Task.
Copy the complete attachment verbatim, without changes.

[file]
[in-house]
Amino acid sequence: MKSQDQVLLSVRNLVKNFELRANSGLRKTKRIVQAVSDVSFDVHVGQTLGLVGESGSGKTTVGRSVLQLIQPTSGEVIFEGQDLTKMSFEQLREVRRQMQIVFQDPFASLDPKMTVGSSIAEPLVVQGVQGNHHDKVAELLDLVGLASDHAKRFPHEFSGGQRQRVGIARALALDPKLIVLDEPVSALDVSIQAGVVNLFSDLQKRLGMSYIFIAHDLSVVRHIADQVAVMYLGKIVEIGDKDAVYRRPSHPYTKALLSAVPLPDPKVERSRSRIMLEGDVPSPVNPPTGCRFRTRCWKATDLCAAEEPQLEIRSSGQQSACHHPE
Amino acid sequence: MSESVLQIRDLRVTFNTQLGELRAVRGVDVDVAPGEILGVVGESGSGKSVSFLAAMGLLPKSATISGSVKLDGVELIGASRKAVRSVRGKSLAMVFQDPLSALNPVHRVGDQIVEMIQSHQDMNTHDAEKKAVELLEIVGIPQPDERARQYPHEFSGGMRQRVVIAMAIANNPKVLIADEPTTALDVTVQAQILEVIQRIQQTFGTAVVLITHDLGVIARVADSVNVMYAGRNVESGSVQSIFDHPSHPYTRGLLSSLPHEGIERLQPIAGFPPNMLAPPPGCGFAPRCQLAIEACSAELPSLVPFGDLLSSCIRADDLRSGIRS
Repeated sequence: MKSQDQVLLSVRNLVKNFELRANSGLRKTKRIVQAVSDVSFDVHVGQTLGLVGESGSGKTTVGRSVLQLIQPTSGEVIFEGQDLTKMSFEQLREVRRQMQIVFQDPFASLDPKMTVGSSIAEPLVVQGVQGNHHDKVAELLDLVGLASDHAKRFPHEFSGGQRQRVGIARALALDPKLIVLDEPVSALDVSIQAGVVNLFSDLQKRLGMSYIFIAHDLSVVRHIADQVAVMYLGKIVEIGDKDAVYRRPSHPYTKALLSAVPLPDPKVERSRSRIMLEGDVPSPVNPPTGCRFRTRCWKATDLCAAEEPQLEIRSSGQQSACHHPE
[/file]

[in-house]
Amino acid sequence: MKSQDQVLLSVRNLVKNFELRANSGLRKTKRIVQAVSDVSFDVHVGQTLGLVGESGSGKTTVGRSVLQLIQPTSGEVIFEGQDLTKMSFEQLREVRRQMQIVFQDPFASLDPKMTVGSSIAEPLVVQGVQGNHHDKVAELLDLVGLASDHAKRFPHEFSGGQRQRVGIARALALDPKLIVLDEPVSALDVSIQAGVVNLFSDLQKRLGMSYIFIAHDLSVVRHIADQVAVMYLGKIVEIGDKDAVYRRPSHPYTKALLSAVPLPDPKVERSRSRIMLEGDVPSPVNPPTGCRFRTRCWKATDLCAAEEPQLEIRSSGQQSACHHPE
Amino acid sequence: MSESVLQIRDLRVTFNTQLGELRAVRGVDVDVAPGEILGVVGESGSGKSVSFLAAMGLLPKSATISGSVKLDGVELIGASRKAVRSVRGKSLAMVFQDPLSALNPVHRVGDQIVEMIQSHQDMNTHDAEKKAVELLEIVGIPQPDERARQYPHEFSGGMRQRVVIAMAIANNPKVLIADEPTTALDVTVQAQILEVIQRIQQTFGTAVVLITHDLGVIARVADSVNVMYAGRNVESGSVQSIFDHPSHPYTRGLLSSLPHEGIERLQPIAGFPPNMLAPPPGCGFAPRCQLAIEACSAELPSLVPFGDLLSSCIRADDLRSGIRS
Repeated sequence: MKSQDQVLLSVRNLVKNFELRANSGLRKTKRIVQAVSDVSFDVHVGQTLGLVGESGSGKTTVGRSVLQLIQPTSGEVIFEGQDLTKMSFEQLREVRRQMQIVFQDPFASLDPKMTVGSSIAEPLVVQGVQGNHHDKVAELLDLVGLASDHAKRFPHEFSGGQRQRVGIARALALDPKLIVLDEPVSALDVSIQAGVVNLFSDLQKRLGMSYIFIAHDLSVVRHIADQVAVMYLGKIVEIGDKDAVYRRPSHPYTKALLSAVPLPDPKVERSRSRIMLEGDVPSPVNPPTGCRFRTRCWKATDLCAAEEPQLEIRSSGQQSACHHPE